The Berkeley Undergraduate Journal of Classics is committed to the progress and proliferation of scholarship in the field of Classics and to providing a common medium through which undergraduates from all relevant disciplines can actively engage in one another’s work. In order to establish a channel for interdepartmental exchange and collaboration, we seek to publish exceptional papers and translations from a wide range of fields pertaining to Classics and the world of the ancient Mediterranean.
Volume 6, Issue 2, 2018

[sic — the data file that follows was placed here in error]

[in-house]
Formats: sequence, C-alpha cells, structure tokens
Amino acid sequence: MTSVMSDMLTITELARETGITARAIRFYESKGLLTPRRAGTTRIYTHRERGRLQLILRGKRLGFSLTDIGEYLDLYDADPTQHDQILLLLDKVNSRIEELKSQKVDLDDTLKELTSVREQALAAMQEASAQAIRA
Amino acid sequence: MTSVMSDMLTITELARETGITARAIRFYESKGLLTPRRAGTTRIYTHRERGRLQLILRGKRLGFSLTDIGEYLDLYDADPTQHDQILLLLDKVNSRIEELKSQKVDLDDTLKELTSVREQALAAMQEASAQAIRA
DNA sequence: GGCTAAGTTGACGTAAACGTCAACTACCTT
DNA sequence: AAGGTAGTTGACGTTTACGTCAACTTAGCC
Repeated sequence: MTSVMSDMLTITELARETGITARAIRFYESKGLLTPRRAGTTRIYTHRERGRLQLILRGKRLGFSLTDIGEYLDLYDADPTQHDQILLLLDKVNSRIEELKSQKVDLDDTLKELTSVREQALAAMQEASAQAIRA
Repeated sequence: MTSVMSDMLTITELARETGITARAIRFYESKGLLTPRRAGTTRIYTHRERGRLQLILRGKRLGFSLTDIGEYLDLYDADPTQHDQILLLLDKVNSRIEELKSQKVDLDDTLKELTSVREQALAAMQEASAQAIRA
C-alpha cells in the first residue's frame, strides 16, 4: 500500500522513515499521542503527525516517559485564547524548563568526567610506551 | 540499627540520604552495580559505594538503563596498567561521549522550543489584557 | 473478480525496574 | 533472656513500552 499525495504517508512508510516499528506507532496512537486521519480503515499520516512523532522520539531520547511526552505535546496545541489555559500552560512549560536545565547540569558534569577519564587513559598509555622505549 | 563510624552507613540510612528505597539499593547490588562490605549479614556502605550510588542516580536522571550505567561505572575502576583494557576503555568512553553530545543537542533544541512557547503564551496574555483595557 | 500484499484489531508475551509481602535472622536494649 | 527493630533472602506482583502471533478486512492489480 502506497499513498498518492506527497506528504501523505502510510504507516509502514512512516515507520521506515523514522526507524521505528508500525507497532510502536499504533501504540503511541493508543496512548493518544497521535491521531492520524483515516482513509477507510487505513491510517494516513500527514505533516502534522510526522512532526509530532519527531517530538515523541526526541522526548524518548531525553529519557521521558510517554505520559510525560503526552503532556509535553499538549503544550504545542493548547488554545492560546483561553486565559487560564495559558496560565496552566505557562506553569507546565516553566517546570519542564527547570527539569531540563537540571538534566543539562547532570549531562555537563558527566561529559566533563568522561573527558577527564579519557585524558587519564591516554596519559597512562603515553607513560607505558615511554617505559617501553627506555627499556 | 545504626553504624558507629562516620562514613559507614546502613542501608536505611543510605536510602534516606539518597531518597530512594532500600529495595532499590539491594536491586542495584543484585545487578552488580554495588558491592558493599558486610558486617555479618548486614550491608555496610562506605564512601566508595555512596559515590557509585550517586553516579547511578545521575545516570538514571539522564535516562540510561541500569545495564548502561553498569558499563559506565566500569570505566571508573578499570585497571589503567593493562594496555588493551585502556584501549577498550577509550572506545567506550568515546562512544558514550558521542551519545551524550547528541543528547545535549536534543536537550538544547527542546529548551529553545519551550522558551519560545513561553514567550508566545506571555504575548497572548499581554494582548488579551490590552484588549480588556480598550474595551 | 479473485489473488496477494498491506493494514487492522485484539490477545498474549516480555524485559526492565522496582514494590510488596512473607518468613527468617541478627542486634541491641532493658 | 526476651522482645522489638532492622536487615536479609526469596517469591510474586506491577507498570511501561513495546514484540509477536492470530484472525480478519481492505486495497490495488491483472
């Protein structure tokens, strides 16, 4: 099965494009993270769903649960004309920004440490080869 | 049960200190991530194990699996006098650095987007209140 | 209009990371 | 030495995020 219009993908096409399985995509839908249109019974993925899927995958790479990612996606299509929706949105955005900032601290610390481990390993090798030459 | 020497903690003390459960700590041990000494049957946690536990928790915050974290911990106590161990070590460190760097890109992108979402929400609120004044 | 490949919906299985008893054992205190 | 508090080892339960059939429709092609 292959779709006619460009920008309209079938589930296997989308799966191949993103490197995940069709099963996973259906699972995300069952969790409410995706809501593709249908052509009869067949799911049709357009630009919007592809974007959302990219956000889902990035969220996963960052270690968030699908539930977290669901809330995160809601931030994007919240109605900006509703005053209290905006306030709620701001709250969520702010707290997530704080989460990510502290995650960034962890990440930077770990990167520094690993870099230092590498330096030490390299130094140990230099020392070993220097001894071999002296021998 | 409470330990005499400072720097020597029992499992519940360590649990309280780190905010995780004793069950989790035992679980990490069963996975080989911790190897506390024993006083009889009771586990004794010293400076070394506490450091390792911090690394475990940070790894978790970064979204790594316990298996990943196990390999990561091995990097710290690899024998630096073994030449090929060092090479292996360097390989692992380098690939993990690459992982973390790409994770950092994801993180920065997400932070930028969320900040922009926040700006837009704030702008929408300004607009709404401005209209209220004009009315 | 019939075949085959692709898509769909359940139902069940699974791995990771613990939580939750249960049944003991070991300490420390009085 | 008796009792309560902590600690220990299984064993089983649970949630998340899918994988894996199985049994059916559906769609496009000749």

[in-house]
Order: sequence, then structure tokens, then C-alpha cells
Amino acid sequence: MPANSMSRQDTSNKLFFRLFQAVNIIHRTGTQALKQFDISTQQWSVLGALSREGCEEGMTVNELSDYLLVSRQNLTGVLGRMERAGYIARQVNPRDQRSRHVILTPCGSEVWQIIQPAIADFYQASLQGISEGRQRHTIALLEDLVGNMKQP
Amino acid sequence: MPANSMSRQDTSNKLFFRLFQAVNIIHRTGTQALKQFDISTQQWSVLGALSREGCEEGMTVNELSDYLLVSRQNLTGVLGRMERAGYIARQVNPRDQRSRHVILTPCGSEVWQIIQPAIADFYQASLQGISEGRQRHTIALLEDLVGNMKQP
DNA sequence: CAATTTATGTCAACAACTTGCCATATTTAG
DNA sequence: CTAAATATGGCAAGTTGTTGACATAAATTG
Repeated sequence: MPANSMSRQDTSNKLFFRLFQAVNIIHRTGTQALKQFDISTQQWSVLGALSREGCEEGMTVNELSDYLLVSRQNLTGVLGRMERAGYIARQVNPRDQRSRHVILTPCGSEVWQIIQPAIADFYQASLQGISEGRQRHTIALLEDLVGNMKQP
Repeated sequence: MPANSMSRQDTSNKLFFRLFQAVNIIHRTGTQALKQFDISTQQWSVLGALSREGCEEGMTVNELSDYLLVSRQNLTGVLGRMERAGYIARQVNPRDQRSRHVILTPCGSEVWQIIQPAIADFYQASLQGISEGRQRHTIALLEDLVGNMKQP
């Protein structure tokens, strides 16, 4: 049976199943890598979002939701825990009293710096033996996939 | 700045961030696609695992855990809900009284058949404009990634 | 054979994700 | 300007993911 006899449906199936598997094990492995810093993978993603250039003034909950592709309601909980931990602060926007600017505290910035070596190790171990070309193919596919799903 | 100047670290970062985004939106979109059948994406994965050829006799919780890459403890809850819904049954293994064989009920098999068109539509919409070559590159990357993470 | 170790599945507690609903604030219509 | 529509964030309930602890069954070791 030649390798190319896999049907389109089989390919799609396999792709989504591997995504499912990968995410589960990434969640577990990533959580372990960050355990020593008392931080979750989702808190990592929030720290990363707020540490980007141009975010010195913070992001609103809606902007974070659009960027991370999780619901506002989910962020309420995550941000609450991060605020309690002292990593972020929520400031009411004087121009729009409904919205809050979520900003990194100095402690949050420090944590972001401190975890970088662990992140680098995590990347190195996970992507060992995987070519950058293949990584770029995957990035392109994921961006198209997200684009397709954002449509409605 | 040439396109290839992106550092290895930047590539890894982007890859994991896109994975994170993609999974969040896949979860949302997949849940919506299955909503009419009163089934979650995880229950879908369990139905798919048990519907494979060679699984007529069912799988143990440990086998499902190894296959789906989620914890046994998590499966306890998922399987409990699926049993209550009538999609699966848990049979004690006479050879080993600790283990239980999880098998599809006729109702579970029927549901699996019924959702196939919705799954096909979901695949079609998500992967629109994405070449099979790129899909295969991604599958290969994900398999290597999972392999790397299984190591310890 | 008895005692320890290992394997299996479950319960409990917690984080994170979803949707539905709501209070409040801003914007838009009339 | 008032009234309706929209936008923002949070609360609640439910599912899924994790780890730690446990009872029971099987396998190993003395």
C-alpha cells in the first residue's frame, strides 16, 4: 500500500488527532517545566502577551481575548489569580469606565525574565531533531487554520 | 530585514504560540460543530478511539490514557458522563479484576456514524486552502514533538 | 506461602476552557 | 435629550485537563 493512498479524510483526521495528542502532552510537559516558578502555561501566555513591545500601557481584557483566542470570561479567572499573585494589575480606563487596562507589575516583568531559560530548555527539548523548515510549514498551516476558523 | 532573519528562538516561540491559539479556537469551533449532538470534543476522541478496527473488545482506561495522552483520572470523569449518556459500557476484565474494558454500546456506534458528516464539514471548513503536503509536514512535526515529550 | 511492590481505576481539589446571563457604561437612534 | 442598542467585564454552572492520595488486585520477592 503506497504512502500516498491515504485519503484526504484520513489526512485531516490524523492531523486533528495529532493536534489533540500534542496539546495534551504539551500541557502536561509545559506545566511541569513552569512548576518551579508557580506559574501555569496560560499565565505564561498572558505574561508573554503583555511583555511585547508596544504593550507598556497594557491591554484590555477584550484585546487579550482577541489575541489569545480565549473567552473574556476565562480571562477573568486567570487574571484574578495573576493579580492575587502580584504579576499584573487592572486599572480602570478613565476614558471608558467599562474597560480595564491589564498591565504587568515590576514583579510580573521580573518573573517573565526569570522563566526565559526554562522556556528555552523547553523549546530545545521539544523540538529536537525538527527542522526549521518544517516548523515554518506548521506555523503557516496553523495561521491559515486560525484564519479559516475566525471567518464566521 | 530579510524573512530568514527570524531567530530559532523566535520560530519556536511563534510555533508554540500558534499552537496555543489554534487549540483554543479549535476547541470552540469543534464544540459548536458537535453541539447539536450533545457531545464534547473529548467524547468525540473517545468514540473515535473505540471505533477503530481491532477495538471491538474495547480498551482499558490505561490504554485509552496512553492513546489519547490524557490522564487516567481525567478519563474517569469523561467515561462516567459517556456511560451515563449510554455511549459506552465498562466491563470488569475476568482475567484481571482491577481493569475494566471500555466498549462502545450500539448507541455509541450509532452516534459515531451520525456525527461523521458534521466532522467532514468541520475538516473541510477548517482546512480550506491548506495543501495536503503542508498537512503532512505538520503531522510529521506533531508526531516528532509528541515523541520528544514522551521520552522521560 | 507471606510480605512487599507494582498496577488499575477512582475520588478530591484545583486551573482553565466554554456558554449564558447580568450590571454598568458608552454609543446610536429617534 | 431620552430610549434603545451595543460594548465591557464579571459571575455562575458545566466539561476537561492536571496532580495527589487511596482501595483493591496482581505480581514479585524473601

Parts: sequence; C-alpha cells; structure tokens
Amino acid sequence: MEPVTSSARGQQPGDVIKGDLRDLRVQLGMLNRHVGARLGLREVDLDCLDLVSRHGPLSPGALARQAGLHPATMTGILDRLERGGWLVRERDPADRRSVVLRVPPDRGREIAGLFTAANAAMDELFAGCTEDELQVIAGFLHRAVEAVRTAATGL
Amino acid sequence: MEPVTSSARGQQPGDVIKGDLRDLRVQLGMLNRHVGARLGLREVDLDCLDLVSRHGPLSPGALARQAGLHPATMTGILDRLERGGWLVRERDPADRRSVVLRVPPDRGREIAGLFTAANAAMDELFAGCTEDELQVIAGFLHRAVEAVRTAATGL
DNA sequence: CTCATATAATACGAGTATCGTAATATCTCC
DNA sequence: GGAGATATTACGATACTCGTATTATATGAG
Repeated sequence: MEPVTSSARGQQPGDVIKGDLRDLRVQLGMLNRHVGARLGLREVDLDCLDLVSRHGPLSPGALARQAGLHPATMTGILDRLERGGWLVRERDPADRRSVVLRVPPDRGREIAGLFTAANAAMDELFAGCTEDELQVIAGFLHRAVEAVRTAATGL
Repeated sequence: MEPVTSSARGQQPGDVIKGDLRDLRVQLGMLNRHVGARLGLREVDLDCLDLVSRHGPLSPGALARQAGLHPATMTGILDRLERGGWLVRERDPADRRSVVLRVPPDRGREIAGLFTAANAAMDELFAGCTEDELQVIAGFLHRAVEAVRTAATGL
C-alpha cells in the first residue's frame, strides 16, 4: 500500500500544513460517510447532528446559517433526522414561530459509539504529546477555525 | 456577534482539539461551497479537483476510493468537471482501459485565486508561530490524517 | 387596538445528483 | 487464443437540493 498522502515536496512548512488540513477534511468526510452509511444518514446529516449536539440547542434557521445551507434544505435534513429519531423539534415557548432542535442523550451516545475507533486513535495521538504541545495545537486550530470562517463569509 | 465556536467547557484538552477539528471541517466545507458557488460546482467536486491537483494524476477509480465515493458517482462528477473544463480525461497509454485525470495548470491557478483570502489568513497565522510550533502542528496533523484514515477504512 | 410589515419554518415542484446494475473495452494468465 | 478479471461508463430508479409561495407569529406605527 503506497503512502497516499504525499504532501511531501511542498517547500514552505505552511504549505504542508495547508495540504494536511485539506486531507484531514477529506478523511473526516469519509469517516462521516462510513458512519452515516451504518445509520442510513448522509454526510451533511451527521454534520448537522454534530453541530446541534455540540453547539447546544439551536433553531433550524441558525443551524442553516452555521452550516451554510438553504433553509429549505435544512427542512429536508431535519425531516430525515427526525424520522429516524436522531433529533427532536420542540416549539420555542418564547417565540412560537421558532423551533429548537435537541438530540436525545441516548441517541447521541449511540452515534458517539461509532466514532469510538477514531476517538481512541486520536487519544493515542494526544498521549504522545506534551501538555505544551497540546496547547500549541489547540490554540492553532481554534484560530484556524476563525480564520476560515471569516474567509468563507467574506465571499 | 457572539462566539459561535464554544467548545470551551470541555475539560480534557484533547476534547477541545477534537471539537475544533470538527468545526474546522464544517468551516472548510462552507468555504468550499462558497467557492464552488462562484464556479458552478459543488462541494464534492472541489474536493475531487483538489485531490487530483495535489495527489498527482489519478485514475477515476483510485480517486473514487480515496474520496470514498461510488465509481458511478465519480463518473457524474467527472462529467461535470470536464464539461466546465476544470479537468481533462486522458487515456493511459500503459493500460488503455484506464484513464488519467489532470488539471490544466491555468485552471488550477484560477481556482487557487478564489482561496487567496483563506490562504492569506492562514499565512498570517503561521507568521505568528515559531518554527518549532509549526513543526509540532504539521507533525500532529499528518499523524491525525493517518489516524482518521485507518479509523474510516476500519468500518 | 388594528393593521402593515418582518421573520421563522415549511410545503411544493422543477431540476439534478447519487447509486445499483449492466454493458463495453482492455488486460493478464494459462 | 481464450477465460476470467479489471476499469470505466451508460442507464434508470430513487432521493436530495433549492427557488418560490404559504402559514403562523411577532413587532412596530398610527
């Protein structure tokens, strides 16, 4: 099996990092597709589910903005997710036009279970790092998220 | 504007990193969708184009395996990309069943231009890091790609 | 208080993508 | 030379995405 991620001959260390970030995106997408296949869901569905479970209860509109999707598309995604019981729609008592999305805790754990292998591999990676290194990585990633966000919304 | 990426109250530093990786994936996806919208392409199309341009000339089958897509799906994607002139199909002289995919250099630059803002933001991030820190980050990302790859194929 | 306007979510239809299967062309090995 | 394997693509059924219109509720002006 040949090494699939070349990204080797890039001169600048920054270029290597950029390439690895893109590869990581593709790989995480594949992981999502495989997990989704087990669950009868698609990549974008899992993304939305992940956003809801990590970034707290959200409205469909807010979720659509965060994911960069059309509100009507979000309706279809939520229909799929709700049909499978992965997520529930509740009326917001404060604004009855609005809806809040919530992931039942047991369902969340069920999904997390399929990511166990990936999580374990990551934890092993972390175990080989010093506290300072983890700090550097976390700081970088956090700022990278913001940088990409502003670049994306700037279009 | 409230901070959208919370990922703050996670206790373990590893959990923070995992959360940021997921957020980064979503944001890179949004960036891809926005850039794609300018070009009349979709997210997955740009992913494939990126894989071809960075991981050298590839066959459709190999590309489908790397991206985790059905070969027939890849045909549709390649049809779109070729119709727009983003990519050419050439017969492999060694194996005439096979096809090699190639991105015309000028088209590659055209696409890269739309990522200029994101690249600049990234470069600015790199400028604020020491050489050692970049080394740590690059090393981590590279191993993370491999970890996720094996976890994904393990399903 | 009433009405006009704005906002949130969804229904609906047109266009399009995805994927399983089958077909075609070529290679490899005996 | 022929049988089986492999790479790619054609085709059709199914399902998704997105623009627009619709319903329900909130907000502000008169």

In 88 BCE, Roman general Lucius Cornelius Sulla marched on his own city for the first time in the Roman Republic’s history to procure for himself political control that had been awarded to Gaius Marius. This paper examines not only the impact of this decision, but also some of the most important motivations behind it that help to shape the march’s significance. Specifically, narratives of Appian, Plutarch, and Velleius Paterculus, that describe this event, in conjunction with commentary from modern historian Allen M. Ward, are presented to illustrate that Sulla’s march on Rome was politically significant in that it set a precedent of violence against the state as a means to attain military command. However, it was not necessarily novel on its own: in fact, it was shaped by the Marian military reforms, Sulla's personal struggle for power in a rivalry with Marius, and the ongoing popular revolt against Roman authority during the Italian War.